Writing is a character building activity. I used to think it was merely to express oneself. I reasoned that unlike reading, writing cannot teach me anything. To my surprise, I learnt a lot after I started blogging and that did not just pertain to the topics I was writing about, grammar, punctuation, writing style and blogging etiquette. Here’s how writing will make you a better person:
There is no clear cut formula to measure good writing. You may have written a few pages for your novel last night thinking it was the best idea after the invention of the wheel and sliced bread, but when you read it today morning you gape through plot holes. You may open up your old blog posts and think you used to write much better earlier, but are not as good anymore. You may read a book you like and wish you wrote as well as the author.
Writers are not immune to being overconfident, but in general, writing and self-doubt go hand in hand. After a lot of initial harsh self-criticism, you finally accept that you have some days when you are great and some days when you are not so good. So, whenever someone appreciates your writing, you stay humble. There is a big chance that this modesty carries over to things other than writing as well.
Writing is a very creative process. Even if you are a non-fiction author, you need to present the facts in a way that will hook your reader. When it comes to creative pursuits, there is no rule to what is good and what is not. This leads to a clash between people who love something and people who hate it. We’ve all seen hateful comments on articles online, ugly fights over Goodreads book reviews, obscene comments on YouTube videos and trolling on Facebook/WhatsApp.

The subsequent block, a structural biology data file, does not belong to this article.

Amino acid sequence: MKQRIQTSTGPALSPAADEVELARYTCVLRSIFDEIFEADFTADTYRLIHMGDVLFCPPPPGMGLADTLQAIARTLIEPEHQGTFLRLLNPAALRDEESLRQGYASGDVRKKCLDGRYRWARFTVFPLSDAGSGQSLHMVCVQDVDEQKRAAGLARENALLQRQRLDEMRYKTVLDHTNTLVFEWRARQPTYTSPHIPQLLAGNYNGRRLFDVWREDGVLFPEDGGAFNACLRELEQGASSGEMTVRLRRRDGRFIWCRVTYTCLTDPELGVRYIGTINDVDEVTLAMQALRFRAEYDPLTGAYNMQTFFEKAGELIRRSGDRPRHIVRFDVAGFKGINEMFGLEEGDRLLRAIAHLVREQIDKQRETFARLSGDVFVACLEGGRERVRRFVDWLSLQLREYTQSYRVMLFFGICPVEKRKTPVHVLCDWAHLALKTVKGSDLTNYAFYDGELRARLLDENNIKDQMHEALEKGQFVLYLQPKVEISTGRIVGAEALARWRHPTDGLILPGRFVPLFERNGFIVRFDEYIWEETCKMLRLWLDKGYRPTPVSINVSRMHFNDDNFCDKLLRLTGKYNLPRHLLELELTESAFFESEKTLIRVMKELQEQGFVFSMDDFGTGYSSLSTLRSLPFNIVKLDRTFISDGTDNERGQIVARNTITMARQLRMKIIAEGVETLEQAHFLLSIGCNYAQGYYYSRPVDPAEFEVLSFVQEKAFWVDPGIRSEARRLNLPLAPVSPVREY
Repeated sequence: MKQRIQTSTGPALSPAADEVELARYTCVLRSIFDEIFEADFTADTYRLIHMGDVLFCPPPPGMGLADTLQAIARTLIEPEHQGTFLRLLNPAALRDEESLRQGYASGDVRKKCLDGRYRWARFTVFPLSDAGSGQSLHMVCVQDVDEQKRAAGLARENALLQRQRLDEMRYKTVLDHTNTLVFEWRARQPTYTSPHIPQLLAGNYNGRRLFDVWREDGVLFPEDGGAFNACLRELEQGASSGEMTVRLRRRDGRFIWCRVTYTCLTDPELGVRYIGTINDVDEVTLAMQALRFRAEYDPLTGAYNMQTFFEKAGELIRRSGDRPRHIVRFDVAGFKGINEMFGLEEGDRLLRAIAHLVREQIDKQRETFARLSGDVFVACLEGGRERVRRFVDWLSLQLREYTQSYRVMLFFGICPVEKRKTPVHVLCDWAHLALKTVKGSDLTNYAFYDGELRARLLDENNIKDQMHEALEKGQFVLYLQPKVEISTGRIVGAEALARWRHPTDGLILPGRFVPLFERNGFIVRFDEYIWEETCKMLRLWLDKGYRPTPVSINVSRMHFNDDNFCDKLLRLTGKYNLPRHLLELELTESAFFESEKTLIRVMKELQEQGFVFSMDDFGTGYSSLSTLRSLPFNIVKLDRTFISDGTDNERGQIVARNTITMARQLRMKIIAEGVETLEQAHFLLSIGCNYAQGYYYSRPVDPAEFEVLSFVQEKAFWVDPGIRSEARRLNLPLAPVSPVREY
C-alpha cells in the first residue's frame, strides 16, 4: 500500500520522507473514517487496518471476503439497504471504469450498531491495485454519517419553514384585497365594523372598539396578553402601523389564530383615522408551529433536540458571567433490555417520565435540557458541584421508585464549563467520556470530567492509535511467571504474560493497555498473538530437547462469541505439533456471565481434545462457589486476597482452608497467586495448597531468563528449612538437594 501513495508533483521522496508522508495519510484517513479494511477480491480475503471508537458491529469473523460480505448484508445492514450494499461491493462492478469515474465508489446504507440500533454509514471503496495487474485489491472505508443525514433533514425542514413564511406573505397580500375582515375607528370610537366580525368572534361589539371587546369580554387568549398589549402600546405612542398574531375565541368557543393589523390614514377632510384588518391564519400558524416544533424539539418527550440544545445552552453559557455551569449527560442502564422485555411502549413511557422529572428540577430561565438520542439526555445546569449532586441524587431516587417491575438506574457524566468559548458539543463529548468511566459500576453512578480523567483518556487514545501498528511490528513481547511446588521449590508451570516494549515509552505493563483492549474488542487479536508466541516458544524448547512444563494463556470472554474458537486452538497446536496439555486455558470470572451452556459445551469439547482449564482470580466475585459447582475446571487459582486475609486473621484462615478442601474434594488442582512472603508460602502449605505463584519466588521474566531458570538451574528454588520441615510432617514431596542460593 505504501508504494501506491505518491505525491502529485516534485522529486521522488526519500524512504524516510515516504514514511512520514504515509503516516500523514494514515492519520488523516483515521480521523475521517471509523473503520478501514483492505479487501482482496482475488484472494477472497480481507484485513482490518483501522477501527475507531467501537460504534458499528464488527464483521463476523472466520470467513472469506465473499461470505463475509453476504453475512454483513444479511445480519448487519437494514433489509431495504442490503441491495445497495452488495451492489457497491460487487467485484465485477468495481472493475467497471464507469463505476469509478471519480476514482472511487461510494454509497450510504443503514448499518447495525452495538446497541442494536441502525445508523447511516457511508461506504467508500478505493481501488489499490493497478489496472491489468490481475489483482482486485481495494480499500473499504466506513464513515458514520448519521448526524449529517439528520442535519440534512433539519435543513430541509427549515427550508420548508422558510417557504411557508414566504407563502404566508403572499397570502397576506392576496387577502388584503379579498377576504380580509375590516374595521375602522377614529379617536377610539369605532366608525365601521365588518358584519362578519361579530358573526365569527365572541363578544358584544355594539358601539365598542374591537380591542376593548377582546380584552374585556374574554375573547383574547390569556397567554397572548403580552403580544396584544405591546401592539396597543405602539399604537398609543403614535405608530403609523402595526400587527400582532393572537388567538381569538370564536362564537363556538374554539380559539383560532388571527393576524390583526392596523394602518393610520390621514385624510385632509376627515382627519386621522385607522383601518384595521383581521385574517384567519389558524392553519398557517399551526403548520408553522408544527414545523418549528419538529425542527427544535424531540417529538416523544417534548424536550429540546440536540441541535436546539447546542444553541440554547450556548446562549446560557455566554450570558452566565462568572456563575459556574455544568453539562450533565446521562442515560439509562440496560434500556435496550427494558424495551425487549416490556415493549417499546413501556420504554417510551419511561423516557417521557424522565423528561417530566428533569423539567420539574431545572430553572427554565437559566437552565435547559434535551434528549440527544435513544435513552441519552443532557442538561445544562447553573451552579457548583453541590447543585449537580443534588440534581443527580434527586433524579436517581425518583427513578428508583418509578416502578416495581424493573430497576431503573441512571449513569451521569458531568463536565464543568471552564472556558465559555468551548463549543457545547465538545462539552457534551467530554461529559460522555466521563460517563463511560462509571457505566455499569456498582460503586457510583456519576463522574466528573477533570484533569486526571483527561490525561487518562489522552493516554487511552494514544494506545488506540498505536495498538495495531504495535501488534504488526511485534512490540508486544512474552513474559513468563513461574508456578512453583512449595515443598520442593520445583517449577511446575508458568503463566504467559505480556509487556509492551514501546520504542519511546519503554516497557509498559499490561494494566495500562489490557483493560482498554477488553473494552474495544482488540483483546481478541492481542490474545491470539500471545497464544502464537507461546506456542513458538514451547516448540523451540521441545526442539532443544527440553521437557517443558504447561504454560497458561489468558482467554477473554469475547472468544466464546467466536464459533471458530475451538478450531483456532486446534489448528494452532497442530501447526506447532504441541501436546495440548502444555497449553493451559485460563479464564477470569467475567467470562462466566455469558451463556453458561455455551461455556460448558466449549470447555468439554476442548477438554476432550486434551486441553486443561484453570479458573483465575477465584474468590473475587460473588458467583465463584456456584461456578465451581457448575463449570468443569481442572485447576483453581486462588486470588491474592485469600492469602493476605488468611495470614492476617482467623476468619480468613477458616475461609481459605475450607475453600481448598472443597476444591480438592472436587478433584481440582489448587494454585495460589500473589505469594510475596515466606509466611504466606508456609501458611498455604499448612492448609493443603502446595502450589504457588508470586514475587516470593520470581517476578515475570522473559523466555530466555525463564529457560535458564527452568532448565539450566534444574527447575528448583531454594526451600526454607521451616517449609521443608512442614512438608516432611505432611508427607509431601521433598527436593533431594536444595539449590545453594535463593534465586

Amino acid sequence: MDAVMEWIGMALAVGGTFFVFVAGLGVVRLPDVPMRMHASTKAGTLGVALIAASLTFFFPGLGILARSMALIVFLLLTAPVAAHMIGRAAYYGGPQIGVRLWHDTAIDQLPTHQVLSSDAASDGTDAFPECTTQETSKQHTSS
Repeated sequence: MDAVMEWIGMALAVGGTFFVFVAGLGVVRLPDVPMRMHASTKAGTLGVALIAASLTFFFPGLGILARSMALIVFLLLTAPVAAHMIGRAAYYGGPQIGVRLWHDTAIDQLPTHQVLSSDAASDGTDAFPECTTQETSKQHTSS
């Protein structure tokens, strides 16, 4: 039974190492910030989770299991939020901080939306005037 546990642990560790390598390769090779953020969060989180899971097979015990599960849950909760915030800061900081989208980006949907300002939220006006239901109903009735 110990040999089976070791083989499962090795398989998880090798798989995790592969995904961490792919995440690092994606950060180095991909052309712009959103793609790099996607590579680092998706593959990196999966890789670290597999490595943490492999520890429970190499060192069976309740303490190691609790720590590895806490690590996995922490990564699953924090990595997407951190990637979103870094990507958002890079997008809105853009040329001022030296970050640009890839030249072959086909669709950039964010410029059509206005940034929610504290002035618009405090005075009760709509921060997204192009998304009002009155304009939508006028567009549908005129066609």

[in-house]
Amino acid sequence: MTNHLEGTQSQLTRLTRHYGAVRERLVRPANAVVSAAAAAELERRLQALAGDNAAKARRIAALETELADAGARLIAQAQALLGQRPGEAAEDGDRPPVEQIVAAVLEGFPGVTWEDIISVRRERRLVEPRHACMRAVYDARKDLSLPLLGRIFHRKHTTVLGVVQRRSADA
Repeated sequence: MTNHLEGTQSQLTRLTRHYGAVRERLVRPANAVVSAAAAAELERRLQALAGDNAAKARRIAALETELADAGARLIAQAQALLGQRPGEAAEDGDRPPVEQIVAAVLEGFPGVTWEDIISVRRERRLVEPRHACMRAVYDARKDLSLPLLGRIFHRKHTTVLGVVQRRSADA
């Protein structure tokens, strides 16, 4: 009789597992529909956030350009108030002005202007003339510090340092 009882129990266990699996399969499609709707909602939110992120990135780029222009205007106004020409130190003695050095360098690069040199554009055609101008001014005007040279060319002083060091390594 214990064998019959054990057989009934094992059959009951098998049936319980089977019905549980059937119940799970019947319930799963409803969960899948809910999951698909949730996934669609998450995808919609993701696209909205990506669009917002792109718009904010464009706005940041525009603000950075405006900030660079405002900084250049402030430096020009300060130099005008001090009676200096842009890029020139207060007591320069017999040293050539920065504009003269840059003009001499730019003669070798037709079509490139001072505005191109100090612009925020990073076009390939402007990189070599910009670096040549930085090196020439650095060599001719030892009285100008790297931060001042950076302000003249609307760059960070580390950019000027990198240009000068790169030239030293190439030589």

As a writer, you know how hard it is to create something and you respect the views of creators and artists. They could be bloggers, authors, YouTubers, meme creators, musicians, painters, sculptors, actors or even sports players. You start respecting other people’s opinions, even if you don’t agree with them. You don’t engage in cyberbullying because artists are people too.
Buying original material
If you are serious about publishing a book, you will start wondering how many people will buy it. You will also start worrying whether people will download it illegally or buy a cheaper pirated copy as opposed to buying an original copy. Now that your possible future income is threatened to reduce by multiple folds due to piracy, you start thinking about other authors.
The next time you want to illegally download a bestselling book or the latest movies or buy a cheap pirated DVD, you imagine the amount of effort people would have put in and stop yourself from doing the wrong thing. You may even preach your friends and relatives to always buy the original.
Making good use of bad situations
They say nothing is wasted on a writer. You can’t always retort to the people who hurt you. That’s where writing comes to the rescue. You could pour your heart out in an anonymous blog or expose an uncomfortable truth in an article. If you hate someone’s character, you could extrapolate and write your fictional baddies based on them.
The next time you face a bad situation, you can think of it as an experience because you can now write about how to handle it or write a character in your novel who undergoes a similar situation. The next time someone hurts you and you can’t or don’t want to fight back, you can avoid getting angry or upset because you have a medium to get back at them.
I’m not saying getting back at people is a good thing, but it is good to not bicker with people and stay calm in all situations. Knowing that you can secretly get your revenge on people without actually harming them is enough to make you cool down and hold your composure. If writing can stop you from getting angry, it means you won’t do something in the spur of the moment which you’ll regret later.
These are the 4 unexpected perks I could relate to. Do you find any other surprising benefits? Comment below!